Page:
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10 best tennis rackets to recreate your own Wimbledon on the courts

Serve like Serena and volley like Murray with these great bits of sports equipment

Lisa Buckingham
Wednesday 30 June 2021 11:05
<p>Choosing a racket of around 100 sq in head size and a weight of 300g will generally offer a nice balance of control and power</p>

Choosing a racket of around 100 sq in head size and a weight of 300g will generally offer a nice balance of control and power

Buying a new racket is not about splashing the cash – a racket in the hands of one player can be a match made in heaven but hard to wield and game-ruining for another, depending on your level of skill, style of play and physical conditioning.

Very advanced players that regularly compete tend to know what racket suits them, so this review is aimed at those looking to upgrade and help improve their game, from beginners up to more experienced club players.

You can go into so much detail about the variables in tennis rackets that it would make your head hurt, so we’ve stuck to guiding you towards something that sounds like it may suit you from our experience with the racket and then you can read more detail about the full specs, such as swing weight and balance, in the link to the racket. Most websites also have excellent guides on what to look for in your new racket.

As a basic, whistlestop tour of considerations, weight and head size are key. Heavier rackets (over 300g) can be difficult to bring round to make the shot and will fatigue your arm more quickly, so they tend to suit more advanced players who have good physical conditioning. A larger head size (over 100 sq in) gives a more forgiving performance – a bigger sweet spot and greater power – so tends to suit beginners and some intermediates, whereas a smaller head size (under 100 sq in) gives greater control and so suits advanced players who can generate their own power and are looking for laser-sharp accuracy.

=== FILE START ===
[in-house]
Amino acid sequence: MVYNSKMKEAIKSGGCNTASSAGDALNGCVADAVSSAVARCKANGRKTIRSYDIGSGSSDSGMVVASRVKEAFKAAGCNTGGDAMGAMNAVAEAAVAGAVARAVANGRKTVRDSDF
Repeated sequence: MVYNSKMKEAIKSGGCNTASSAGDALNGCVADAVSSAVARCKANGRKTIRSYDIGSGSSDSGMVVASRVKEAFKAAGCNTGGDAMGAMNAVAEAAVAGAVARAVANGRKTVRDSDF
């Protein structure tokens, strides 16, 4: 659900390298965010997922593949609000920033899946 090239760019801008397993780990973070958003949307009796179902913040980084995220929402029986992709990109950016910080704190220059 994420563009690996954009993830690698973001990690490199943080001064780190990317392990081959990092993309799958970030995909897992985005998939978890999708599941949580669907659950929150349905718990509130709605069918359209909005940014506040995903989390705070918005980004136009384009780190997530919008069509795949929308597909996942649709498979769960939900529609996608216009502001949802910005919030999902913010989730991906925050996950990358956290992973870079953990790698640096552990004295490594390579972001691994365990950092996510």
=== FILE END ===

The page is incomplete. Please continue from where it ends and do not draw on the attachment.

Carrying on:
Choosing a racket of around 100 sq in head size and a weight of 300g will generally offer a nice balance of control and power, depending on the racket’s other characteristics. There are exceptions to these rules however, and it’s wise to have some coaching to help you control the power of a racket and keep the ball in the court, but they generally hold.

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Each of the rackets on our list were play tested by a tennis coach and recreational player, and put through their paces on a hard court. They were assessed according to who they’d be suitable for and whether they do what they say they do. The weights we’ve included are unstrung and it’s worth remembering that strings and tension can be used to customise a racket and adjust the way it performs.

You can trust our independent reviews. We may earn commission from some of the retailers, but we never allow this to influence selections, which are formed from real-world testing and expert advice. This revenue helps to fund journalism across The Independent.

The best tennis rackets for 2021 are:

  • Best overall Head radical S: £180,
  • Best for those prone to injuries Volkl V-Cell 4: £174.99,
  • Best for beginners – Prince TT bandit 110: £76.99,
  • Best for power – Babolat pure drive lite (Wimbledon edition): £174.99,
  • Best for punch and pace Head speed MP, £200:
  • Best budget racket Decathlon artengo adult tennis racket TR500 lite: £54.99,
  • Best for arm-friendly power Prince ripstick 280, £167.99:
  • Best all-rounder Wilson clash 100, £210: